The purpose of the lymphatic fluid is to feed the cells by carrying vital nutrients to them and to “take the trash out”, i.e. deliver cellular waste to the bloodstream, from where it’s handed over to the kidneys, colon and lungs for elimination. So if your lymphatic system becomes “clogged”, you can experience pain, constipation, fatigue and unexpected weight gain, as well as diminished muscular performance and a slowdown of the recovery process.
However, there is a way to prevent this from happening with the help of a few extremely simple techniques that will promote healthy movement of essential nutrients and waste throughout the whole body.
When you train a certain muscle group, your body increases the blood flow to that area in order to fuel the activity, and this increase in local blood flow is accompanied by a lymphatic fluid accumulation. The problem is that too much local lymph production can restrict the recovery process of the local tissues, which means that having control over the amount of local lymph is crucial for accelerating recovery.
One way to do this is by performing a systemic drain with the help of gravity – just lie on your back and elevate your extremities above the level of the heart to push lymphatic fluid back into central circulation.
Another way to reduce lymphatic fluid accumulation is by using low-intensity active recovery activities such as walking that will cause muscle contractions which then place pressure on the lymphatic vessels to push lymphatic fluid back into circulation. To get these benefits, walk slowly for a few minutes right after you finish your post-workout stretching and foam rolling.
5. Prime your post-workout nutrition
When trying to maximize your training gains, you don’t want to forget about post-workout nutrition as well. When we work out intensely, we damage muscle tissues and we use up fuel, which ultimately makes us stronger, leaner and more muscular, but it also means that our bodies require repair right after the workout is done.
Repair and rebuilding occurs through the breakdown of damaged proteins and the construction of new ones and nutrition has a huge influence on these processes.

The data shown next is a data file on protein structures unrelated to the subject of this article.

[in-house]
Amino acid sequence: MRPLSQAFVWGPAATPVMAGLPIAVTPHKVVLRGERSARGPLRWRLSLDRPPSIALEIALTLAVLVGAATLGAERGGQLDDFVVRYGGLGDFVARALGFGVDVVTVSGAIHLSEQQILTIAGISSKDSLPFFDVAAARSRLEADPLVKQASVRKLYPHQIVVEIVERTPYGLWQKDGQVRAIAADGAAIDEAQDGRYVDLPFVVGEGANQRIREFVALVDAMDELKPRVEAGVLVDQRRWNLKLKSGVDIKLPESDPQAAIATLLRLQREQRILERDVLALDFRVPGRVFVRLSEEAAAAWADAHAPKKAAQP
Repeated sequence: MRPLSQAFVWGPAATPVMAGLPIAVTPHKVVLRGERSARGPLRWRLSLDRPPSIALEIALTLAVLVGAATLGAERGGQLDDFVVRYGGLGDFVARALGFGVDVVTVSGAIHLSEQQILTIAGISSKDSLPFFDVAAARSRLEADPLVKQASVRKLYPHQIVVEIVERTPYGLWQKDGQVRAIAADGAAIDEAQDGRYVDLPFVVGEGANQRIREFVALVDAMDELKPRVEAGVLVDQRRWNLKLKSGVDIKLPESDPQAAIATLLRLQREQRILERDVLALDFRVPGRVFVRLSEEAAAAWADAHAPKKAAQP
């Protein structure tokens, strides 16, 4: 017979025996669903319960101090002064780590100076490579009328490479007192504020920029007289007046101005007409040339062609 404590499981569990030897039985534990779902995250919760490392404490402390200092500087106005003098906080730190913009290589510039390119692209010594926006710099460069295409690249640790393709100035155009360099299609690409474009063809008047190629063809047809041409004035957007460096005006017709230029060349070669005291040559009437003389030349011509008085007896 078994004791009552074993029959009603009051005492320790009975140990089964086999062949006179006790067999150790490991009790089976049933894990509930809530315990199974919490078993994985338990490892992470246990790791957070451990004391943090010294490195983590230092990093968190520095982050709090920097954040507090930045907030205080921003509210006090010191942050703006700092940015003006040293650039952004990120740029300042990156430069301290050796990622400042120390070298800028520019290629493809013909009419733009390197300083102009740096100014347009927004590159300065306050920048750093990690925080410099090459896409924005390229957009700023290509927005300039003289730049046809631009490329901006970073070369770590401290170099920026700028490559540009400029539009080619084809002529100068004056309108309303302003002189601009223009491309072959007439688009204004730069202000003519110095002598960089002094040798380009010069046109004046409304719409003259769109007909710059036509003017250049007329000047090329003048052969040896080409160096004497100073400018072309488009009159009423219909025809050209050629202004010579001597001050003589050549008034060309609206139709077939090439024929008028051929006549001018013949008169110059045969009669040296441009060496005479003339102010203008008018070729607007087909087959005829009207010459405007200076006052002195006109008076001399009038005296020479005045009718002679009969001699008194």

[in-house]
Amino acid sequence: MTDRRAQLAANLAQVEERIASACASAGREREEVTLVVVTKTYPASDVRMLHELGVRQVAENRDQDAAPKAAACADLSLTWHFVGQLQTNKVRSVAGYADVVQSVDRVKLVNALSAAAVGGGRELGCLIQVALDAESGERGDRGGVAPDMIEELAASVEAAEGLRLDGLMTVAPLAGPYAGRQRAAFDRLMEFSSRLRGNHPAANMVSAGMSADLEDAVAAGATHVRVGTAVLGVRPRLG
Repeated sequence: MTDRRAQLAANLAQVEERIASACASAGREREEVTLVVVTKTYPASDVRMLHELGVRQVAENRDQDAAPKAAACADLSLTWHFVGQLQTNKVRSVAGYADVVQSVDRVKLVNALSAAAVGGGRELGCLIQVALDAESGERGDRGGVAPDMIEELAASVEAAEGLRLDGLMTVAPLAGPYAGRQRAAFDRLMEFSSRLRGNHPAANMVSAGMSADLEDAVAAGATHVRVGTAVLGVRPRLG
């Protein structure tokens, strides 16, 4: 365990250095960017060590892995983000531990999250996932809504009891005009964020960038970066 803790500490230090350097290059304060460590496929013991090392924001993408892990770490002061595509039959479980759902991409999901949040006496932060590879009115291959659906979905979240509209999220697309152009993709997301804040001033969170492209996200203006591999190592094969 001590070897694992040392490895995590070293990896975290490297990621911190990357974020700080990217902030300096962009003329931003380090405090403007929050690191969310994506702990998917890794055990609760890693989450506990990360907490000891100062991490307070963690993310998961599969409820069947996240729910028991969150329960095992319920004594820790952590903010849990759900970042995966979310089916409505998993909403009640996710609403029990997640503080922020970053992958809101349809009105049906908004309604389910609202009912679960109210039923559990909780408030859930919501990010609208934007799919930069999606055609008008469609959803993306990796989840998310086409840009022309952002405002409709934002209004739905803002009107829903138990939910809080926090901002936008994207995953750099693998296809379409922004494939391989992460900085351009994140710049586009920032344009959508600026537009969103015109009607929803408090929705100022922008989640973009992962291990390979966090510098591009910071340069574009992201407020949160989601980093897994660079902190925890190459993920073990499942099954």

After the workout, certain nutrients such as water, high glycemic index carbs and amino acids can help you stimulate better recovery by providing your muscles with the raw materials they need – optimal post-workout nutrition requires plenty of protein to aid in protein synthesis and plenty of carbs to help replenish the depleted muscle glycogen reserves, as well as create an optimal post-workout metabolic environment.
We know that the chicken and plain white rice can get boring after a while, but fortunately, there’s a wide variety of nutrient-dense foods you could prepare for your post-workout meal, so don’t be afraid to experiment and take your post-workout nutrition to a new level.
While it’s best to eat a whole food meal that includes both protein and carbs, whole food meals aren’t always very practical and you can sometimes replace them with liquid meals that contain rapidly digesting carbs and protein hydrolysates or isolates for equal, if not better results.
There’s been a lot of controversy over the phenomenon we know as “the post-workout window”. While some experts criticize the notion that such a window exists, claiming that taking advantage of it doesn’t lead to any significant improvements in performance and recovery, a pool of scientific data has confirmed that by employing certain techniques, you can yield a bit better results from your hard gym efforts.
Although research suggests that protein synthesis lasts for around 48 hours after training, it’s absolutely crucial to get optimal post-workout nutrition as soon as possible in order to stimulate repair, growth and ultimately make the best use of the nutrition itself.
Giving your body the nutrients it needs after the workout will speed up muscle recovery, provide enhanced size and strength benefits and less muscle soreness during the following period, while not providing adequate post-workout nutrition will lead to decreased protein synthesis and muscle glycogen storage.
Second, even though our results greatly depend on our ability to optimize the function of the central nervous system in terms of anabolic hormones production, responsive vital signaling and many other physiological mechanisms that regulate our performance, enhancing the work of our parasympathetic nervous system can greatly influence the gains we make as well.
In other words, by shifting towards a stronger parasympathetic response, we can significantly speed up the muscle recovery process and increase the recuperative abilities of the whole body.
Unfortunately, many bodybuilders fail to take advantage of this knowledge and miss out on a great opportunity to increase their training output and get the body they want in less time. Don’t be one of those guys – incorporate the simple techniques presented in this article and start training smarter right away!